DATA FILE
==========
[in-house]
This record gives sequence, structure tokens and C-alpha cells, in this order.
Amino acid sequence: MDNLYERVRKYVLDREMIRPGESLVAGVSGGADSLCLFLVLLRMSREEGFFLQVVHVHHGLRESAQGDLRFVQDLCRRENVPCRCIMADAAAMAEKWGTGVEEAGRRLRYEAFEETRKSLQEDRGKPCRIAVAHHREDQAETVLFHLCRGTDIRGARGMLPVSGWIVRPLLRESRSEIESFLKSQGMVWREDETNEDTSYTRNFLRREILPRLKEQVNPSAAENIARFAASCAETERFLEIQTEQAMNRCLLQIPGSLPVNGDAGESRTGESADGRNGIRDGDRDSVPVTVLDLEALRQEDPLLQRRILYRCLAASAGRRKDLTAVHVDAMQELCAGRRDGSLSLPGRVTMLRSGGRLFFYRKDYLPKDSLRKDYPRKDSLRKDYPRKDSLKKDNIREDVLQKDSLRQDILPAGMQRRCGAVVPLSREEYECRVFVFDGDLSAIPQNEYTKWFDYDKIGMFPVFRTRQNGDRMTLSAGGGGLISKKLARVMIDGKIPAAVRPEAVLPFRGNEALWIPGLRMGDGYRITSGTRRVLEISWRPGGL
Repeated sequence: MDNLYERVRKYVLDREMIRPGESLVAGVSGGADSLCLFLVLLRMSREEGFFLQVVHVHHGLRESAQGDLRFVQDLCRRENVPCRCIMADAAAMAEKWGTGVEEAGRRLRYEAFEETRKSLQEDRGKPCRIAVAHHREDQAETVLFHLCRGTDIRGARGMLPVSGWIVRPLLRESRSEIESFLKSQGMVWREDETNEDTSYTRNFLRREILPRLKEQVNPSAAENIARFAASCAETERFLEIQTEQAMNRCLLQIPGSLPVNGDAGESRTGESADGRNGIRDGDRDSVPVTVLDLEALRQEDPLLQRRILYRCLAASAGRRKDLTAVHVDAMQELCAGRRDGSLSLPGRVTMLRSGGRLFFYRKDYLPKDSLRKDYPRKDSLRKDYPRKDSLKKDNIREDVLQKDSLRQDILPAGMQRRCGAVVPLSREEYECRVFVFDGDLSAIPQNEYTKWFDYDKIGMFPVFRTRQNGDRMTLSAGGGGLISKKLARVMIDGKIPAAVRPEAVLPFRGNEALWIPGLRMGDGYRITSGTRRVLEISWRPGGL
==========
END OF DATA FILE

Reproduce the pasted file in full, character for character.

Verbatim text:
[in-house]
This record gives sequence, structure tokens and C-alpha cells, in this order.
Amino acid sequence: MDNLYERVRKYVLDREMIRPGESLVAGVSGGADSLCLFLVLLRMSREEGFFLQVVHVHHGLRESAQGDLRFVQDLCRRENVPCRCIMADAAAMAEKWGTGVEEAGRRLRYEAFEETRKSLQEDRGKPCRIAVAHHREDQAETVLFHLCRGTDIRGARGMLPVSGWIVRPLLRESRSEIESFLKSQGMVWREDETNEDTSYTRNFLRREILPRLKEQVNPSAAENIARFAASCAETERFLEIQTEQAMNRCLLQIPGSLPVNGDAGESRTGESADGRNGIRDGDRDSVPVTVLDLEALRQEDPLLQRRILYRCLAASAGRRKDLTAVHVDAMQELCAGRRDGSLSLPGRVTMLRSGGRLFFYRKDYLPKDSLRKDYPRKDSLRKDYPRKDSLKKDNIREDVLQKDSLRQDILPAGMQRRCGAVVPLSREEYECRVFVFDGDLSAIPQNEYTKWFDYDKIGMFPVFRTRQNGDRMTLSAGGGGLISKKLARVMIDGKIPAAVRPEAVLPFRGNEALWIPGLRMGDGYRITSGTRRVLEISWRPGGL
Repeated sequence: MDNLYERVRKYVLDREMIRPGESLVAGVSGGADSLCLFLVLLRMSREEGFFLQVVHVHHGLRESAQGDLRFVQDLCRRENVPCRCIMADAAAMAEKWGTGVEEAGRRLRYEAFEETRKSLQEDRGKPCRIAVAHHREDQAETVLFHLCRGTDIRGARGMLPVSGWIVRPLLRESRSEIESFLKSQGMVWREDETNEDTSYTRNFLRREILPRLKEQVNPSAAENIARFAASCAETERFLEIQTEQAMNRCLLQIPGSLPVNGDAGESRTGESADGRNGIRDGDRDSVPVTVLDLEALRQEDPLLQRRILYRCLAASAGRRKDLTAVHVDAMQELCAGRRDGSLSLPGRVTMLRSGGRLFFYRKDYLPKDSLRKDYPRKDSLRKDYPRKDSLKKDNIREDVLQKDSLRQDILPAGMQRRCGAVVPLSREEYECRVFVFDGDLSAIPQNEYTKWFDYDKIGMFPVFRTRQNGDRMTLSAGGGGLISKKLARVMIDGKIPAAVRPEAVLPFRGNEALWIPGLRMGDGYRITSGTRRVLEISWRPGGL